The course of this production has charted the course of the issue of refugees in the public consciousness: to begin with few outside of those actively involved really knew or cared about the issue. Then suddenly the issue broke into public awareness, a paradigm shift of such magnitude it can only be that the knowledge, the awareness was there all along, waiting for permission to become conscious. Some of the volunteer organisations we knew struggled to keep up with the volume of donations and vehemence of the ‘debate’. Such an almighty change in public opinion that it even had hitherto intransigent government promising to take 20,000 Syrian refugees. A still inadequate reaction to the situation but showing the change happens, mountains do move. Yet as if to prove for every action there is a reaction, immediately following the attacks on Paris we saw a sudden swing the other way in media and in politics. In just hours following, even we started picking up negative, worried or aggressive comments on social media, some of which we could engage with, some of which we couldn’t. Now in 2016, with 32,000 people having arrived in Greece in one month alone, what story, what stories are being told matters more than ever.
Through it all it has felt important to tell this story, of Ishmael and the other characters of the play. Because his story is of one of the most vulnerable, and often overlooked, the LGBT asylum story is often that of the ‘excluded by the excluded’ as the play says. As his individual story, it stands for all the individual stories, not just of all asylum seekers, but all of us. Nine Lives connects us to all of the characters, and all of the characters to each other. We each have our own, inalienable humanity, each worthy of respect and acknowledgment.
I was asked in a post-show discussion while on tour were we not only preaching to the converted. That the lovely theatre audience is likely to agree with us already. Well yes, and no. Over the life of the production so far we have played to great variety of people – those going through or who have gone through these experiences, those with a great deal of knowledge of asylum, those with very little. What the play does is bring Ishmael’s story to life, and those of the people he meets, who may accept or reject him, and why. What we then do is offer simple practical ways people can get involved whether that is reading more information, donating to a charity, joining in a local group. In many places we have been working with refugee artists and arts activities with refugees and asylum seekers. Just at this run at the Arcola we have been very privileged to display the work of Bern O’Donohugh; Platforma and Counterpoints Arts are presenting three gigs of refugee and migrant musicians and poets; and we’ve raised money for UKLGIG through a fundraising Gala. Through touring we can reach a few 1000s of people. Not big numbers but any way we can get these stories out matters. And in drama no one had to die to tell them.
Stories matter. Not just to the ones who didn’t know the story but to the ones to whom the story belongs. In Swansea one man approached our actor Lladel after the performance, ‘Thank you for your story’ he said. Lladel explained it wasn’t actually his story. ‘But it is mine’ he replied ‘Everyone should hear this story.’ Everyone wants to be seen, to be understood, to be a person. People seeking asylum have had everything taken from them, their dignity, safety, their own sense of self. Taking part in arts, singing, playing, drawing, dancing, telling stories gives back that sense of self, that sense of connection to other human beings. Seeing your story reflected on stage can do the same, you have been seen, understood, acknowledged. If the play was to have a message, it would be that hope lies in the human connection between people, whoever they may be.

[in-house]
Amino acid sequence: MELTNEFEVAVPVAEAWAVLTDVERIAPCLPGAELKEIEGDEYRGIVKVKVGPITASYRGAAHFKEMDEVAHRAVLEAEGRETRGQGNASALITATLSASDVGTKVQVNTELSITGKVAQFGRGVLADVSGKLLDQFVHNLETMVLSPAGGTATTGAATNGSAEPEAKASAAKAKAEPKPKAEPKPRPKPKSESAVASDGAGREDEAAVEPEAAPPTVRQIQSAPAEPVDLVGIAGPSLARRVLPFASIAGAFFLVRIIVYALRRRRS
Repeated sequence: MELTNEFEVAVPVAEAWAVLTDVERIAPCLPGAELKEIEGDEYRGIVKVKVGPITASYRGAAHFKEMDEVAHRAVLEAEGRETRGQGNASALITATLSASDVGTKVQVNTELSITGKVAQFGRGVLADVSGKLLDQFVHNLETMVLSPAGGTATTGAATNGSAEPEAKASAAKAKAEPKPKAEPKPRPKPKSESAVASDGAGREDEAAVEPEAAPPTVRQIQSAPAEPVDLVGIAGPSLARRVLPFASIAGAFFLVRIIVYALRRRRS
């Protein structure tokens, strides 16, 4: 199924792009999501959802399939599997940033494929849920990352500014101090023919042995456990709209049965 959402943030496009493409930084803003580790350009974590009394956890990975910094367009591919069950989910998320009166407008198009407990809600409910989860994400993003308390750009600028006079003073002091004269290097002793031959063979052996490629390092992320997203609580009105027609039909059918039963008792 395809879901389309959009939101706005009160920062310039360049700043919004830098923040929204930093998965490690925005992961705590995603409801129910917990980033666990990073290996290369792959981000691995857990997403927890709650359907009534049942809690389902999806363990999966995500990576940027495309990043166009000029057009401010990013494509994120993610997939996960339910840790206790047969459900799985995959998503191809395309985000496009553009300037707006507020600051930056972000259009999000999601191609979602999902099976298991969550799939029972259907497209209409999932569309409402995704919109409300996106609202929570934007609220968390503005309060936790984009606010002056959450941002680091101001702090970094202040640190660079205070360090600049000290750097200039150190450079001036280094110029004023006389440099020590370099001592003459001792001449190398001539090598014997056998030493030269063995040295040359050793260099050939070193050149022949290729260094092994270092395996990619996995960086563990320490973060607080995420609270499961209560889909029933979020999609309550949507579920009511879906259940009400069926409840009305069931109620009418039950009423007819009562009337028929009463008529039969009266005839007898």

Your stories matter. Both your own personal story – who you are and what you want to do, what has led you here and what you will take away with you. And the stories that you tell in your work and in your life. All of us tell stories, in your research, through narratives, through arguments, evidence, statistics, through arts or pictures or enabling others to tell their story themselves. By doing the best we can, by doing what we are best at, we can make these stories have an effect on others, and affect the world we live in. And we can have more of an effect by working together – not by trying to be something we are not but using what we do to best advantage. I’m best at directing and producing plays – by doing this play and collaborating with academics, artists and organisations we have raised money, debate, awareness and given a platform for refugees to perform. We may have only shifted the world a little bit, but shift it we have.
Stories have power, the stories we tell transform us. Stories can take flight, change the mind of a government, change the mood of a country. The stories that are told and the people who get to tell them matter because they shape our understanding of the world. Let’s tell all the stories that we can.
Photograph by Richard Lakos, of Lladel Bryant as Ishmael in Zodwa Nyoni’s Nine Lives